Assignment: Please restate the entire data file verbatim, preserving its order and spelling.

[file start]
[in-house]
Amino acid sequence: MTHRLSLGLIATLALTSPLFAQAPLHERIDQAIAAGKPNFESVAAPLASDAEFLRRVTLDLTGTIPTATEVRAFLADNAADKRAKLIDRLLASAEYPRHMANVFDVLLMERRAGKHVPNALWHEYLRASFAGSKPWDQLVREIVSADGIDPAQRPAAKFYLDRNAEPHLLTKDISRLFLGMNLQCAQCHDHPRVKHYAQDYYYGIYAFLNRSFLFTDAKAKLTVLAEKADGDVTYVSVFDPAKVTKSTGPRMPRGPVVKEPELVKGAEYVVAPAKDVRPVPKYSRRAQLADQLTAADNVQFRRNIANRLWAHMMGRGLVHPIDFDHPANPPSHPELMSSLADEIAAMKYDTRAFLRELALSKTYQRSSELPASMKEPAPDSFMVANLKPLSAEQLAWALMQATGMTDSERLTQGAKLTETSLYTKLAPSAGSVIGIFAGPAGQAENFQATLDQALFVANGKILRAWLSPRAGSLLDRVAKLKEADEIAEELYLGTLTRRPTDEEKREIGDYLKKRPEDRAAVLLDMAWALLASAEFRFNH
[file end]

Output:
[in-house]
Amino acid sequence: MTHRLSLGLIATLALTSPLFAQAPLHERIDQAIAAGKPNFESVAAPLASDAEFLRRVTLDLTGTIPTATEVRAFLADNAADKRAKLIDRLLASAEYPRHMANVFDVLLMERRAGKHVPNALWHEYLRASFAGSKPWDQLVREIVSADGIDPAQRPAAKFYLDRNAEPHLLTKDISRLFLGMNLQCAQCHDHPRVKHYAQDYYYGIYAFLNRSFLFTDAKAKLTVLAEKADGDVTYVSVFDPAKVTKSTGPRMPRGPVVKEPELVKGAEYVVAPAKDVRPVPKYSRRAQLADQLTAADNVQFRRNIANRLWAHMMGRGLVHPIDFDHPANPPSHPELMSSLADEIAAMKYDTRAFLRELALSKTYQRSSELPASMKEPAPDSFMVANLKPLSAEQLAWALMQATGMTDSERLTQGAKLTETSLYTKLAPSAGSVIGIFAGPAGQAENFQATLDQALFVANGKILRAWLSPRAGSLLDRVAKLKEADEIAEELYLGTLTRRPTDEEKREIGDYLKKRPEDRAAVLLDMAWALLASAEFRFNH